Mumbai attack case: Pak court resumes hearing 2 petitions

Mumbai attack case: Pak court resumes hearing 2 petitions

A Pakistani court has resumed hearing two petitions filed by authorities to seek permission to obtain voice samples of seven suspects charged with involvement in the Mumbai terror attacks and to declare LeT operative Ajmal Kasab a "proclaimed offender" or fugitive.

A division bench of the Islamabad High Court had dismissed the petitions filed by the Federal Investigation Agency on September 14 as prosecutors had not pursued them for months.

The same bench yesterday restored the two petitions following a request from the FIA.
One petition asked the court to direct authorities to obtain the voice samples of the seven Pakistani suspects, including Lashkar-e-Taiba commander Zakiur Rehman Lakhvi, so that they could be compared with samples provided by India of communications between the attackers and their Pakistan-based handlers.

The other petition asks the court to declare Kasab a fugitive in order to complete certain legal requirements that will help speed up the trial of the seven suspects by a Rawalpindi-based anti-terrorism court.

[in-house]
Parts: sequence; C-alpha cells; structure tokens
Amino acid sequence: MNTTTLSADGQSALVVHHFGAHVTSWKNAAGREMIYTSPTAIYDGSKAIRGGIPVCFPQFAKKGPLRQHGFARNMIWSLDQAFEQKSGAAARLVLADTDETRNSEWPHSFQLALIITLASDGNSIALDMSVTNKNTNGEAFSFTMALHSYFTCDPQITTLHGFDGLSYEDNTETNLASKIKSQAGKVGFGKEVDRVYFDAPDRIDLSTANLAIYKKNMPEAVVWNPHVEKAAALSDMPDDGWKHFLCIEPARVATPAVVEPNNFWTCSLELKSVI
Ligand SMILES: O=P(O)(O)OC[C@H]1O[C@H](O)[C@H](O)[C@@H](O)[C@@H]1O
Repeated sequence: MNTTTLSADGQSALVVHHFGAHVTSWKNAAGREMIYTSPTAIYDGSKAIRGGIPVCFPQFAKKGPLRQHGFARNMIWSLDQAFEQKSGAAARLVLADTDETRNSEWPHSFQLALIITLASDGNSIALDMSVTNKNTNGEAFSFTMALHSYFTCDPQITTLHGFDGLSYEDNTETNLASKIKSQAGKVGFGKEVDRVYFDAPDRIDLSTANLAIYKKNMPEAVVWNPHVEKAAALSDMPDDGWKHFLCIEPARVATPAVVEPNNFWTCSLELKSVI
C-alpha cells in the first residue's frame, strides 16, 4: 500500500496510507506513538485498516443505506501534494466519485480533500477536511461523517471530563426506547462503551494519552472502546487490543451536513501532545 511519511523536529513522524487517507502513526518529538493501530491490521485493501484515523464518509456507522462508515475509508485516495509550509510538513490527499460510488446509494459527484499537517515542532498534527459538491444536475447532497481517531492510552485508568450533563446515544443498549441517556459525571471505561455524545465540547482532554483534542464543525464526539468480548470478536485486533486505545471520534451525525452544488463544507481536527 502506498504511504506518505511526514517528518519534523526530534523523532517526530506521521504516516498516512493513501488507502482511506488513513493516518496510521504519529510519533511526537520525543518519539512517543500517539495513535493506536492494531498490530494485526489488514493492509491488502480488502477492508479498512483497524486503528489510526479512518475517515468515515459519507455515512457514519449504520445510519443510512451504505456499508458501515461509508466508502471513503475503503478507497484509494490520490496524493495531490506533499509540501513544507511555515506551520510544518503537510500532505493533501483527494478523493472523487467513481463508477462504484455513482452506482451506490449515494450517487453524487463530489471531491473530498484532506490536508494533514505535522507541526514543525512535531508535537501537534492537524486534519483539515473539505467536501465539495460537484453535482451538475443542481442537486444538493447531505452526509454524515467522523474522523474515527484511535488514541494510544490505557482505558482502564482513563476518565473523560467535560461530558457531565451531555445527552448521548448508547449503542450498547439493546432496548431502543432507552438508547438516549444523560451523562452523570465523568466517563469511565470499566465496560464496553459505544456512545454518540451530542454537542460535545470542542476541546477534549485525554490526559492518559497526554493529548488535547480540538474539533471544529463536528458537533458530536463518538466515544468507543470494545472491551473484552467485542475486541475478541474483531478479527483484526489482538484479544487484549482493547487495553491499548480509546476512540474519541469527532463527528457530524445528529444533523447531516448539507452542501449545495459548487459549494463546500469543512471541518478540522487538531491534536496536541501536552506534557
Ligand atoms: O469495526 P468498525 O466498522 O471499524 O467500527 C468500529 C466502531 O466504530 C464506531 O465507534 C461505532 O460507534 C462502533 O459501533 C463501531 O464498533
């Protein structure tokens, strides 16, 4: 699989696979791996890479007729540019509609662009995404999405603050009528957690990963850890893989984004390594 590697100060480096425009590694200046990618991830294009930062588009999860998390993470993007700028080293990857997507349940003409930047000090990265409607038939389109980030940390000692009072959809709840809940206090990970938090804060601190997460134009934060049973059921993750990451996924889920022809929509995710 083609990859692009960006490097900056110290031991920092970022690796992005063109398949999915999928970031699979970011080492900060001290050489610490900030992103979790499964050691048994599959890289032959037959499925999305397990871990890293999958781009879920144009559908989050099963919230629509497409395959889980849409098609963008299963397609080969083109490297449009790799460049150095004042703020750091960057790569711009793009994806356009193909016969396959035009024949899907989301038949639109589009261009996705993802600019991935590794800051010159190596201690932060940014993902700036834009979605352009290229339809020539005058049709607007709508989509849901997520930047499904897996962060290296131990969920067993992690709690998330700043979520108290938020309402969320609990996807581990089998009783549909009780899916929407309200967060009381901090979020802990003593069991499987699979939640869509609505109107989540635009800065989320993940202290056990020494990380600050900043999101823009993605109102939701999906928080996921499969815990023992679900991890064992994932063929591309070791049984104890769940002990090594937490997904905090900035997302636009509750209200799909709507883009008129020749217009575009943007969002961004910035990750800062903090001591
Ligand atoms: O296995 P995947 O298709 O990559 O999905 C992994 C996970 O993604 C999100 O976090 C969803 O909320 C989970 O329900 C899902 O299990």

Investigators have said such a move will also help them complete their probe against the seven suspects.

The petitions were filed by the FIA in February.
As no one from the FIA appeared in court to pursue the petitions, the High Court had dismissed them last month.

During a hearing held yesterday, FIA Special Public Prosecutor Chaudhry Zulfiqar Ali told the High Court that prosecutors could not appear before it during several hearings for "certain reasons". He did not give details.

Ali urged the bench to restore the petitions as they were directly linked to the trial of the seven suspects by the anti-terrorism court.

He pointed out that the anti-terrorism court had also issued non-bailable warrants for Kasab and his alleged accomplice Fahim Ansari.

Kasab is on death row in an Indian prison while Ansari continues to be in custody though a court in Mumbai has acquitted him in the Mumbai attacks case.

In May 2010, the FIA had submitted an application in the anti-terrorism court that asked for the trial of Kasab to be separated from the trial of the seven Pakistani suspects. However, the anti-terrorism court rejected the application.

In the two petitions that were revived yesterday, the FIA has contended that the anti-terrorism court’s order was erroneous.

The FIA has requested the High Court to direct the trial court to declare Kasab as a proclaimed offender.

The FIA has also contended that it is essential to obtain the voice samples of the seven Pakistani suspects so that they can be compared to samples provided by Indian authorities.

These samples are a "very important piece of evidence" and could help prosecutors establish the guilt of the accused.